These 10 tips come from Josh Bernoff. Get the full story on his without bullshit site.
Recently, I was looking for an in-browser presentation tool that could handle Markdown. After a not so exhaustive search, I found Remark, which fit the bill quite nicely. It not only supports markdown, but also has a presenter mode and a few other nice features.
Unlike more feature rich presentation tools, Remark pretty much stays out of your way while you’re getting your thoughts down; the styling can come later.
Get started by downloading Remark from the project site.
In this early part of the new year, many people are looking to improve their task management. A friend is looking to upgrade from the stock notes app and sent a request around to see what others were using. He also promised to send around the compiled results. If he keeps his promise, I’ll post those here (with his permission of course). What follows is not only what I’m using, currently, but how I got here.
How one organizes one’s tasks is largely matter of personal preference. Firstly, one of the most important things about choosing a task management method is not to get bogged down in analyzing different methods. The next thing to consider is any sort of methodology you’re using such as GTD. If you are, you’ll want to look for a system or application that supports that methodology.
When I started using GTD, I used Outlook Tasks. Not because I liked Outlook, but because it’s what I had and it synced to my Palm Pilot–and later, my Treo (did I mention that I’ve been doing this for a while?).
When I changed jobs and went back to using Macs exclusively, I started using Omnifocus. I like it a lot, and it checks off all the items on my needs list (see below), but it might be overkill for some people. It’s designed for doing things in a GTD style, if you’re not using GTD, it might even be a little cumbersome. It’s also a Mac/iOS app, so if you’re on another platform, Omnifocus isn’t for you.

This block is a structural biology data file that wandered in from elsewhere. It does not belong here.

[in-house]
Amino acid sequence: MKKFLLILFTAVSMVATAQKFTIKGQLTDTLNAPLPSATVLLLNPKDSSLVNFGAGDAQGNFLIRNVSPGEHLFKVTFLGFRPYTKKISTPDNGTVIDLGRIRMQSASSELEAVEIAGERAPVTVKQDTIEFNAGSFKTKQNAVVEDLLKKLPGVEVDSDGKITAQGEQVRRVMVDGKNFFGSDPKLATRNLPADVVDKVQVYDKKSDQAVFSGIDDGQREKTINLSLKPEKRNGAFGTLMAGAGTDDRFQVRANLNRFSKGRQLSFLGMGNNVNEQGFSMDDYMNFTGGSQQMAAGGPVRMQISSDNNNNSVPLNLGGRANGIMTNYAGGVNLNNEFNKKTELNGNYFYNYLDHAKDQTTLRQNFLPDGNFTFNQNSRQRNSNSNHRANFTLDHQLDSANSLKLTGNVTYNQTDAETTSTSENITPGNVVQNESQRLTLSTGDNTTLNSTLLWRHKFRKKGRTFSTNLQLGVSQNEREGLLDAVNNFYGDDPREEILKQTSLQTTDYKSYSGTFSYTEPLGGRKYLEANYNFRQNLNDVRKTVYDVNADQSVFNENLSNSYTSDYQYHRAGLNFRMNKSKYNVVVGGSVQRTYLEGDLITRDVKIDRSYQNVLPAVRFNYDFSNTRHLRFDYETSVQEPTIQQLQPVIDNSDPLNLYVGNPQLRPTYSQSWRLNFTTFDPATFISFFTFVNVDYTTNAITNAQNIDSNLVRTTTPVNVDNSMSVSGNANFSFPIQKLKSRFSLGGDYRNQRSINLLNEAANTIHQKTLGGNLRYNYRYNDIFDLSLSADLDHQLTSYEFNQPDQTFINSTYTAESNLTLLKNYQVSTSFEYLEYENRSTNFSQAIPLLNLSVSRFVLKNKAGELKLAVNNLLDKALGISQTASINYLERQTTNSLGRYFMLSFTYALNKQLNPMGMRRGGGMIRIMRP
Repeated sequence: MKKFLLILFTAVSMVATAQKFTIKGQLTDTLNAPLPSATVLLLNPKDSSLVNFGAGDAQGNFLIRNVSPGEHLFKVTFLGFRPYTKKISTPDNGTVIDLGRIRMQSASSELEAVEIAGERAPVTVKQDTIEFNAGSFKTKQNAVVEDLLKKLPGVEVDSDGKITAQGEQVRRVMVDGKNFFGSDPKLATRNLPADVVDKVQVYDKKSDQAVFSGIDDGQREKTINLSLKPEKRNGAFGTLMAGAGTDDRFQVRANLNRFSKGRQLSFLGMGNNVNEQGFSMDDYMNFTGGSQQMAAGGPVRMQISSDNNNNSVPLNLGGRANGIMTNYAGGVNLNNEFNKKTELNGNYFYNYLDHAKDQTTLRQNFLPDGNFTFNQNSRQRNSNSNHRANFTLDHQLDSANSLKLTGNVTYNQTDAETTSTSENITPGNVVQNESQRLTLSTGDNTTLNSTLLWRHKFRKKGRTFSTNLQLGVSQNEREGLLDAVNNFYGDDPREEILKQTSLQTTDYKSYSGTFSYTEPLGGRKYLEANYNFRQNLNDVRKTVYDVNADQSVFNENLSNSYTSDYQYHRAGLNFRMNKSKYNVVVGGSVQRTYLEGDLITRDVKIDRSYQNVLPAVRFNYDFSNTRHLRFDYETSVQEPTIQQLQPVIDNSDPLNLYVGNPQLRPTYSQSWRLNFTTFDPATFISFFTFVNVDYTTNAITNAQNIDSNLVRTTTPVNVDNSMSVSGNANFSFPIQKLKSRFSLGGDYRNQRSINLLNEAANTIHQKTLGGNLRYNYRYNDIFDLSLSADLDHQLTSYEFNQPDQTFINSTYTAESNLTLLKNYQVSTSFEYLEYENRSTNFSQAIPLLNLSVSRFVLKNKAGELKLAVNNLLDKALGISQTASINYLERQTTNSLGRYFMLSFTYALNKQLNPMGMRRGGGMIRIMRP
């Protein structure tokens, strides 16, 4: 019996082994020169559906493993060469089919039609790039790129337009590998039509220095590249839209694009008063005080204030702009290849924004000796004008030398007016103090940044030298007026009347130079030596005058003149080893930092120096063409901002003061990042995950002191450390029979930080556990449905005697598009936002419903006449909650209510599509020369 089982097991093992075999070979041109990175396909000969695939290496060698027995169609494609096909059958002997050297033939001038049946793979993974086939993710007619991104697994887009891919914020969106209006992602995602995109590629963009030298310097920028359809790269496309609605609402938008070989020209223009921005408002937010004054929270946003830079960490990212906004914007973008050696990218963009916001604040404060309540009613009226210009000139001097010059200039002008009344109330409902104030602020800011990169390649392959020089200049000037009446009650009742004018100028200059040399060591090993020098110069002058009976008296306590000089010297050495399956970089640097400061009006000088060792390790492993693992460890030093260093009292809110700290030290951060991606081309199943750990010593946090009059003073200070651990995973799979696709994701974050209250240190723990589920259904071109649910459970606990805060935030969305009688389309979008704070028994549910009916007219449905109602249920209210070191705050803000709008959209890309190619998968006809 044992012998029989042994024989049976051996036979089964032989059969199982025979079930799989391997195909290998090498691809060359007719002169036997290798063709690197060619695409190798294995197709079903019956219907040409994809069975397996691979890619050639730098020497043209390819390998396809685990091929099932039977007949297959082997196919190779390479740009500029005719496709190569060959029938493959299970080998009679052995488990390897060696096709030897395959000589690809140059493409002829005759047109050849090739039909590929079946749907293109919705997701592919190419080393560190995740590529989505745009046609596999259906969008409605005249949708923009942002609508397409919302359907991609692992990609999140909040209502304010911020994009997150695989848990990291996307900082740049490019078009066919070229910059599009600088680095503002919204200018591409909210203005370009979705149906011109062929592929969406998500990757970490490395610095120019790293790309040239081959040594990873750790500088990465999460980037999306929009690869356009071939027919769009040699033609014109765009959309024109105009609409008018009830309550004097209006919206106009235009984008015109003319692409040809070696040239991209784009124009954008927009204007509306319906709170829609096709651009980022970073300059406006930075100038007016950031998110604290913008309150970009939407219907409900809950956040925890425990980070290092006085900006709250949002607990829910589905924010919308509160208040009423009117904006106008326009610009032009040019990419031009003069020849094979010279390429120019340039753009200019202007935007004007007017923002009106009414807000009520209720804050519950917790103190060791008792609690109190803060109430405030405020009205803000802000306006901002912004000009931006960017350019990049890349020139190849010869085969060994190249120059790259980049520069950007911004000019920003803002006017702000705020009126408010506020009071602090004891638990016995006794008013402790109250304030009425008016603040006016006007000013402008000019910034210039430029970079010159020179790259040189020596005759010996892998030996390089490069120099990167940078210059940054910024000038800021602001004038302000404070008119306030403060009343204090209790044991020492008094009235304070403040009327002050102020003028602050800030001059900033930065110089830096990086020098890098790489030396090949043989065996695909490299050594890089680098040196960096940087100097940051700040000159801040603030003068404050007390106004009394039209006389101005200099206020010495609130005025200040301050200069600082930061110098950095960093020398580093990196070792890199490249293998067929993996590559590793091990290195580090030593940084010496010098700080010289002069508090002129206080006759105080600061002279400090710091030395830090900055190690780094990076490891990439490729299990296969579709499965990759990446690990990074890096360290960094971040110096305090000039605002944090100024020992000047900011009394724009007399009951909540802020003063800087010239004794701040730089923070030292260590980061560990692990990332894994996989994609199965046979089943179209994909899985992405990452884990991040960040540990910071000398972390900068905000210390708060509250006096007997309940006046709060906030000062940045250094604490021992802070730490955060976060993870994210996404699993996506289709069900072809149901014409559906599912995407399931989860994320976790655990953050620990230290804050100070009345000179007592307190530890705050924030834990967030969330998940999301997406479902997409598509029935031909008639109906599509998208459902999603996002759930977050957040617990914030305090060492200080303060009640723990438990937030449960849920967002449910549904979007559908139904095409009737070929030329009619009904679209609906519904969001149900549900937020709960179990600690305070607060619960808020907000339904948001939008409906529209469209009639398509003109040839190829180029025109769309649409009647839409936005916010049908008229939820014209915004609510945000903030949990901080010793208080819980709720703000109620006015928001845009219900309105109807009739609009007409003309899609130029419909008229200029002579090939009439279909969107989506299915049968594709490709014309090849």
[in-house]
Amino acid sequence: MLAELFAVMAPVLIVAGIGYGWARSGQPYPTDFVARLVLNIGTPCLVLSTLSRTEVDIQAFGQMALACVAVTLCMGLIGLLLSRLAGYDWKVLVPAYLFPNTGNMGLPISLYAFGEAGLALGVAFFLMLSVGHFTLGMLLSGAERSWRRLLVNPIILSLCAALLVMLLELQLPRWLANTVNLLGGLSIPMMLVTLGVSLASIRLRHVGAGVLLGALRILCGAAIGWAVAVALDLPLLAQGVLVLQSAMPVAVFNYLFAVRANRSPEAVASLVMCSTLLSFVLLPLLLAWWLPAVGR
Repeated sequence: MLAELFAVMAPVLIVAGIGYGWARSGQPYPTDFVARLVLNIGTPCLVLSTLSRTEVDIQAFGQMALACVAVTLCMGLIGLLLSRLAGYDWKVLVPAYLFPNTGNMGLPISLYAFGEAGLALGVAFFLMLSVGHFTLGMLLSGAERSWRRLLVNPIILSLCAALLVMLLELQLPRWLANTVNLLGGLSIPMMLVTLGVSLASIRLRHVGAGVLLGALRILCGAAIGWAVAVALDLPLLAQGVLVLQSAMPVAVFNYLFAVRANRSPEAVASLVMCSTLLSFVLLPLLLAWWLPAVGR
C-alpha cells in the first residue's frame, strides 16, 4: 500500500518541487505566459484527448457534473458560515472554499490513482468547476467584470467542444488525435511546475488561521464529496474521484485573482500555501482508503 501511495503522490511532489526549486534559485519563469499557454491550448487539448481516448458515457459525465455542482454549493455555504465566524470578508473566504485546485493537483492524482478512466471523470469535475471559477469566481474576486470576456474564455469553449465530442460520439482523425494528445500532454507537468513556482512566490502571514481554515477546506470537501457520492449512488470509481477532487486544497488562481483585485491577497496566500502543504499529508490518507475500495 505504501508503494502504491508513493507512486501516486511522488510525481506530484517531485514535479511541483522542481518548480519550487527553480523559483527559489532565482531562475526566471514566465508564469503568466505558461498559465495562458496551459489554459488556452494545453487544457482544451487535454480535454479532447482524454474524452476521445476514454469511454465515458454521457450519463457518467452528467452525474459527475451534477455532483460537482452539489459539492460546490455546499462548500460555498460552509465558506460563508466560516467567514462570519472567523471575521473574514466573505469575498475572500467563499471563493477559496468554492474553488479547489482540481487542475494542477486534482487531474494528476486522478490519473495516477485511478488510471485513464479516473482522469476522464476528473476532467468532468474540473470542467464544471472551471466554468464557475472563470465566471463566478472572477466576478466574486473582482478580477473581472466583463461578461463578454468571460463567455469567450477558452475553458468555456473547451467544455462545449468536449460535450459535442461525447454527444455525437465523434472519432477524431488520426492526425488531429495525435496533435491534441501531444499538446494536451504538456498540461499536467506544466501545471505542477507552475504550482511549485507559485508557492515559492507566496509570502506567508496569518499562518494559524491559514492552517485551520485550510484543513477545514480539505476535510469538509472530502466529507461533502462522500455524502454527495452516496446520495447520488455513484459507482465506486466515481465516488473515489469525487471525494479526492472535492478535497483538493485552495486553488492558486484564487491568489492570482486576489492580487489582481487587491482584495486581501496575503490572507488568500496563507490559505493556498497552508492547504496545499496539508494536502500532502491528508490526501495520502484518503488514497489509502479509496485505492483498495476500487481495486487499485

When I was looking for something other than Outlook, this is the short list I was using to evaluate task applications. Perhaps this list will be helpful in your own search.
The most important features of a to-do application (for me):
- Sync and/or availability on all devices, work computers included. I couldn’t do this at one of my jobs, which wasn’t great.
- Ability to future date tasks. I us this a lot, especially for infrequently recurring tasks.
- View by context. this is a GTD thing, I like being able to call up tasks by context sometimes, e.g. “Phone”.
Somewhat less important to me, but really handy:
- Ability to see the day’s completed items This is sort of a motivational thing that is easily lost when one stops using a paper to-do list
- File attachments
- Task & Project notes
Dave Seah has created a nice collection of well designed printable productivity tools.
Lifehacker turned me on to his compact calendar back in 2007. For several years I kept one of those calendars in the front of my notebook. That calendar was responsible, at least partially, for introducing a healthy dose of reality at many a project planning meeting.
Photo from davidseah.com